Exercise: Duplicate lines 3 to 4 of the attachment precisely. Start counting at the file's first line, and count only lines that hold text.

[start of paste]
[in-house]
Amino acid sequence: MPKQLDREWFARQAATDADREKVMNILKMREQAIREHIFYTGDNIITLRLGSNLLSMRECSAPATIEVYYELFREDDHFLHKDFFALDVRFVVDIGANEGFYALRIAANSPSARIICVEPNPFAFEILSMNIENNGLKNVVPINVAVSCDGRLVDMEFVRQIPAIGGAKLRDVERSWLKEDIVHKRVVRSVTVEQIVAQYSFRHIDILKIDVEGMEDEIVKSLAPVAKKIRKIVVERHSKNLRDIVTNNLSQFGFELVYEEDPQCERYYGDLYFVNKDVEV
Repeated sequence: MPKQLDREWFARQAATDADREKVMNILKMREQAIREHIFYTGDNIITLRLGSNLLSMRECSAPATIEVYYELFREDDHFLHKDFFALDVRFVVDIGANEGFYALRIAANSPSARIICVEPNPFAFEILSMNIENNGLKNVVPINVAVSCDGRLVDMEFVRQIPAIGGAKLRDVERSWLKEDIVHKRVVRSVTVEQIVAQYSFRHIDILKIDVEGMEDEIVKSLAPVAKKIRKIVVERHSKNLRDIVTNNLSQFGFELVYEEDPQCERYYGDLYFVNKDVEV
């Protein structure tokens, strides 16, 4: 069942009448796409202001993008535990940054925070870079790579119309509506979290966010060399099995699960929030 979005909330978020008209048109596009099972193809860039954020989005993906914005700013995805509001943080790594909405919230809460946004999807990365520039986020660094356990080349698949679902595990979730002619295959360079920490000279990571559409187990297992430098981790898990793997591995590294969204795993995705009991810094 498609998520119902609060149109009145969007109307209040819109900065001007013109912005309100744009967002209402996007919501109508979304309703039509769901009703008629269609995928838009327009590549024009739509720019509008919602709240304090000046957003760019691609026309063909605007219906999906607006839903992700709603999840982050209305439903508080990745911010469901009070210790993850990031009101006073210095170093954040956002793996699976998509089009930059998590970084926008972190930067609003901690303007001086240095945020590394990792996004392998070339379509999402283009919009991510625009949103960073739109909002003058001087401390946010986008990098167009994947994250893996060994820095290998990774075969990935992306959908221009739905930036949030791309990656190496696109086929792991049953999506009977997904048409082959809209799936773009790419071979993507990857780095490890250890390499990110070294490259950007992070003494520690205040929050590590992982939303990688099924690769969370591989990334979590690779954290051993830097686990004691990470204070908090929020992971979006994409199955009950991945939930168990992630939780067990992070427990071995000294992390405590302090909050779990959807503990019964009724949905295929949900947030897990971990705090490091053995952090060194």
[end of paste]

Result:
Repeated sequence: MPKQLDREWFARQAATDADREKVMNILKMREQAIREHIFYTGDNIITLRLGSNLLSMRECSAPATIEVYYELFREDDHFLHKDFFALDVRFVVDIGANEGFYALRIAANSPSARIICVEPNPFAFEILSMNIENNGLKNVVPINVAVSCDGRLVDMEFVRQIPAIGGAKLRDVERSWLKEDIVHKRVVRSVTVEQIVAQYSFRHIDILKIDVEGMEDEIVKSLAPVAKKIRKIVVERHSKNLRDIVTNNLSQFGFELVYEEDPQCERYYGDLYFVNKDVEV
């Protein structure tokens, strides 16, 4: 069942009448796409202001993008535990940054925070870079790579119309509506979290966010060399099995699960929030 979005909330978020008209048109596009099972193809860039954020989005993906914005700013995805509001943080790594909405919230809460946004999807990365520039986020660094356990080349698949679902595990979730002619295959360079920490000279990571559409187990297992430098981790898990793997591995590294969204795993995705009991810094 498609998520119902609060149109009145969007109307209040819109900065001007013109912005309100744009967002209402996007919501109508979304309703039509769901009703008629269609995928838009327009590549024009739509720019509008919602709240304090000046957003760019691609026309063909605007219906999906607006839903992700709603999840982050209305439903508080990745911010469901009070210790993850990031009101006073210095170093954040956002793996699976998509089009930059998590970084926008972190930067609003901690303007001086240095945020590394990792996004392998070339379509999402283009919009991510625009949103960073739109909002003058001087401390946010986008990098167009994947994250893996060994820095290998990774075969990935992306959908221009739905930036949030791309990656190496696109086929792991049953999506009977997904048409082959809209799936773009790419071979993507990857780095490890250890390499990110070294490259950007992070003494520690205040929050590590992982939303990688099924690769969370591989990334979590690779954290051993830097686990004691990470204070908090929020992971979006994409199955009950991945939930168990992630939780067990992070427990071995000294992390405590302090909050779990959807503990019964009724949905295929949900947030897990971990705090490091053995952090060194």